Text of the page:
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McCleary v. Tripodi

Court of Appeals of Arizona, Second Division

August 29, 2017

Julie A. McCleary and David A. Robinson, Plaintiffs/Appellees,
v.
Josephine Tripodi, Defendant/Appellant.

         Appeal from the Superior Court in Pima County No. C20152870 The Honorable Jeffrey T. Bergin, Judge

          Gust Rosenfeld P.L.C., Phoenix By Charles W. Wirken and Gerard R. O'Meara Counsel for Plaintiffs/Appellees.

          The Eagleburger Law Firm, Phoenix By G. Gregory Eagleburger Counsel for Defendant/Appellant.

          Chief Judge Eckerstrom authored the opinion of the Court, in which Presiding Judge Vásquez and Judge Howard[1] concurred.

          OPINION

          ECKERSTROM, CHIEF JUDGE.

         ¶1 Josephine Tripodi appeals from the trial court's grant of summary judgment, quieting title to Lot 18 of Lazy Creek I ("the Property"), real property in Pima County, in favor of Julie McCleary and David Robinson ("the Devisees"). We affirm for the following reasons.

         Factual and Procedural Background

         ¶2 Viewing the facts in the light most favorable to the non-moving party, Ochser v. Funk, 228 Ariz. 365, ¶ 11, 266 P.3d 1061, 1065 (2011), in May 1996, Dominic Tripodi of Philadelphia, Pennsylvania, named himself trustee of the Dominic Tripodi Living Trust ("the Trust"), which he settled with $92, 000 of his own, separate assets for the purpose of acquiring and holding title to real property in Arizona. The Trust directed that upon his death, Jennifer Robinson would receive the balance of the trust estate, if she survived him. A few days later, a deed was recorded with the Pima County Recorder conveying the Property to "Dominic Tripodi, Trustee of the Dominic Tripodi Living Trust."

         ¶3 In October 1997, Dominic died, and his wife, Josephine Tripodi, became the administrator of his estate. In September 2002, Josephine, acting as the administrator, recorded a deed purporting to convey the Property from Dominic's estate to herself. In June 2005, Jennifer, as successor trustee and pursuant to the Trust, recorded a deed conveying the Property from the Trust to herself. In September and December of 2009, Josephine twice more recorded deeds purporting to convey the Property from Dominic's estate to herself.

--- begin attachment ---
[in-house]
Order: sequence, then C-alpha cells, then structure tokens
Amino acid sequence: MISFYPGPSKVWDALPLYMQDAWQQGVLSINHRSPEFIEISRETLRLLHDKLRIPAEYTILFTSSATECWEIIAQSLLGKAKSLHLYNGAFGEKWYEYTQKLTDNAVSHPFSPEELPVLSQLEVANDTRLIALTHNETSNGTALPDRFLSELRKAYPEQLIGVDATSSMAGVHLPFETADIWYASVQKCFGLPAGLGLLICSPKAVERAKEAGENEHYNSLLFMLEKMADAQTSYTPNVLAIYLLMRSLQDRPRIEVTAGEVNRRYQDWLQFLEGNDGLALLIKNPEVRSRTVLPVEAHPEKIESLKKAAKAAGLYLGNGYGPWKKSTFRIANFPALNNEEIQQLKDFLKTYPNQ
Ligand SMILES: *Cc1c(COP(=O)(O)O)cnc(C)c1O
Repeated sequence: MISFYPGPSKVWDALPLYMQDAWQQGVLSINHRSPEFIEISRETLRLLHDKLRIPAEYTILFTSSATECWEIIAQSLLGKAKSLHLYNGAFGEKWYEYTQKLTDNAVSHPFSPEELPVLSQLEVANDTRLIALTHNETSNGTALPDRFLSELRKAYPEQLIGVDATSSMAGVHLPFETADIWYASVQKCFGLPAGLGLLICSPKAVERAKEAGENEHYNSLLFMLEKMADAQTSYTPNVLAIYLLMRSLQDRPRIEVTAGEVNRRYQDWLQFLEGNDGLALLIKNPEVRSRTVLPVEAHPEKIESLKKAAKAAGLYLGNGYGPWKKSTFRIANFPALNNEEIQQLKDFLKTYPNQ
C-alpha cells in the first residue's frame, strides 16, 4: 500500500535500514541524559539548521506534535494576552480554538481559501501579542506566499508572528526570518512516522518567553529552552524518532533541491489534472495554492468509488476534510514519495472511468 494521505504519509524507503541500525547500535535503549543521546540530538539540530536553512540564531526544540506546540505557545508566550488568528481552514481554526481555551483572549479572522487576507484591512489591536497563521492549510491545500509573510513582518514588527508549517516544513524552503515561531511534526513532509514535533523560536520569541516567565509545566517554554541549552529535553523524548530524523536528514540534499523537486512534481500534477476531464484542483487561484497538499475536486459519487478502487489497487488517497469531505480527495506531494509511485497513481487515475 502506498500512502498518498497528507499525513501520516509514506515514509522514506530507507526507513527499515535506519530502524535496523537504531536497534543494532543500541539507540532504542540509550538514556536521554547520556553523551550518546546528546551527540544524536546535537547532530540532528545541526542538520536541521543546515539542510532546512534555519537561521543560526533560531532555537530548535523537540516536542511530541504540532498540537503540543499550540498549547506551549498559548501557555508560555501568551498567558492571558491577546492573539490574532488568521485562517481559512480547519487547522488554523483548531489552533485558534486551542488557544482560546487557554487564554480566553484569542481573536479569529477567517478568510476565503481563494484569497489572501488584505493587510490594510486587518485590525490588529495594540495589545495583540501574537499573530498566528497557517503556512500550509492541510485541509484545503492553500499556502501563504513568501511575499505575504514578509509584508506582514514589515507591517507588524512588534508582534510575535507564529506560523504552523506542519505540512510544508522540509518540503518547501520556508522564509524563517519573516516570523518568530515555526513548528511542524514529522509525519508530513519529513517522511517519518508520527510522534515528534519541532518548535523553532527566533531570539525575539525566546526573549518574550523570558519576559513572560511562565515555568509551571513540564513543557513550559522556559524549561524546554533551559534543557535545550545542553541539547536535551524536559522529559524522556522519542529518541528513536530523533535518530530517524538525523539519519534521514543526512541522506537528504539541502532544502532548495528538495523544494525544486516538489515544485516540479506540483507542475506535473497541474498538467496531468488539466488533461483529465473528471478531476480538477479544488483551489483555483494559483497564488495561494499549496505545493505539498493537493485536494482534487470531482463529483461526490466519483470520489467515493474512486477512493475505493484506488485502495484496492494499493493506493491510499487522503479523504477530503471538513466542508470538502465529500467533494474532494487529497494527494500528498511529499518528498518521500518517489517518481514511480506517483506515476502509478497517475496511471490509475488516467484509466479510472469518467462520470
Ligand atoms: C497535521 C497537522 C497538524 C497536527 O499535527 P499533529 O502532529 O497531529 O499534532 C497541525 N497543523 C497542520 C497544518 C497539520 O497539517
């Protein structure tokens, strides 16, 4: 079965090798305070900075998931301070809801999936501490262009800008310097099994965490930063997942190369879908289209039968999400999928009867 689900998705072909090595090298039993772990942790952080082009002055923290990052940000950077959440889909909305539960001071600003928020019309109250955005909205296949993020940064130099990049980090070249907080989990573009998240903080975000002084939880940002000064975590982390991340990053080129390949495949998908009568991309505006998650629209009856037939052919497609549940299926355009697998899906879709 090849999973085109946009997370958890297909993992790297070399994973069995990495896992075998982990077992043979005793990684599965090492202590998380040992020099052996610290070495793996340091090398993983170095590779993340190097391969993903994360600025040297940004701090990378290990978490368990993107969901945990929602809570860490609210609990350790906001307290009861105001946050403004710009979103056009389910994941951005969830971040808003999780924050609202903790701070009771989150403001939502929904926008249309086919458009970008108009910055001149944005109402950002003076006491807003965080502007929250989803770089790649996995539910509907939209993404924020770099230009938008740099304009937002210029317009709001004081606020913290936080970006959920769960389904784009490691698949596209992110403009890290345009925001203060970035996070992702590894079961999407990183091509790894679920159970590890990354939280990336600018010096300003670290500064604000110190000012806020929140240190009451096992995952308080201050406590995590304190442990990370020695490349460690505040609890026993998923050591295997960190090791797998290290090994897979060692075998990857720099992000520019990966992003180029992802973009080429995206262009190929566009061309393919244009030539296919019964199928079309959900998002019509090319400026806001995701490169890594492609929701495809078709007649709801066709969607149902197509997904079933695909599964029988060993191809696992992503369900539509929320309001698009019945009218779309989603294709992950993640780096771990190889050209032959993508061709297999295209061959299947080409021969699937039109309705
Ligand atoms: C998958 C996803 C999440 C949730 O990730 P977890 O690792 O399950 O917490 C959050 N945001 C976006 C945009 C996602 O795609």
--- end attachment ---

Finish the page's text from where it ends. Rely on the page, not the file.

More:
¶4 In February 2015, Jennifer died. In March, the Devisees, acting as personal representatives of her estate and pursuant to her will, executed a deed of distribution conveying the Property to themselves. In April, acting through counsel and pursuant to A.R.S. § 12-1103, the Devisees sought a quitclaim deed to the Property from Josephine for consideration of five dollars.

         ¶5 In June 2015, not having obtained such deed, the Devisees commenced this action to quiet title. On June 28, 2016, the trial court issued an unsigned, under-advisement ruling granting summary judgment and quieting title to the Property in favor of the Devisees. In July, Josephine filed two motions asking the court to reconsider its June 28 order. Later that month, before the court ruled on those motions and before it entered final judgment, Josephine filed two notices of appeal. In August, the court summarily denied the motions for reconsideration.

         ¶6 In September, the Devisees filed a motion to dismiss the appeal, arguing the notices were premature because final judgment had not been entered. The same day, this court independently determined the trial court's order lacked requisite finality language, stayed the appeal, and revested jurisdiction in the trial court. On October 3, the trial court entered final judgment and, a few days later, this court revested jurisdiction in itself and denied the Devisees' motion to dismiss. We have jurisdiction for the following reasons. A.R.S. §§ 12-120.21(A)(1), 12-2101(A)(1); Ariz. R. Civ. App. P. 9(c).

         Premature Notices of Appeal

         ¶7 As a court of limited jurisdiction, A.R.S. §§ 12-120.21(A)(1), 12-2101(A)(1), we have an independent duty to determine whether we have the authority to consider an appeal. Camasura v. Camasura, 238 Ariz. 179, ¶ 5, 358 P.3d 600, 602 (App. 2015). Generally, only final judgments are appealable. Id. ¶ 6. With limited exceptions not applicable here, a judgment is not final unless the court has signed it, Ariz. R. Civ. P. 58(b)(1), and it "recites that no further matters remain pending and that the judgment is entered under Rule 54(c)." Ariz. R. Civ. P. 54(c). Here, the June 28 order was not final because it was not signed and did not contain Rule 54(c) language of finality. Thus, Tripodi's notices of appeal, filed in July, were premature because they predated the final judgment, entered on October 3.

         ¶8 Ordinarily, a premature notice of appeal is a nullity. Craig v. Craig,227 Ariz. 105, ¶ 13, 253 P.3d 624, 626 (2011). The question before us, however, is whether an exception for certain premature appeals applies. See Ariz. R. Civ. App. P. 9(c). The Devisees suggest Rule 9(c) merely codifies the narrow, ministerial exception announced in Barassi v. Matison,130 Ariz. 418, 422, 636 P.2d 1200, 1204 (1981). Tripodi argues our supreme court, by adopting Rule 9(c) and mirroring it after Rule 4(a)(2), Fed. R. App. P., ...


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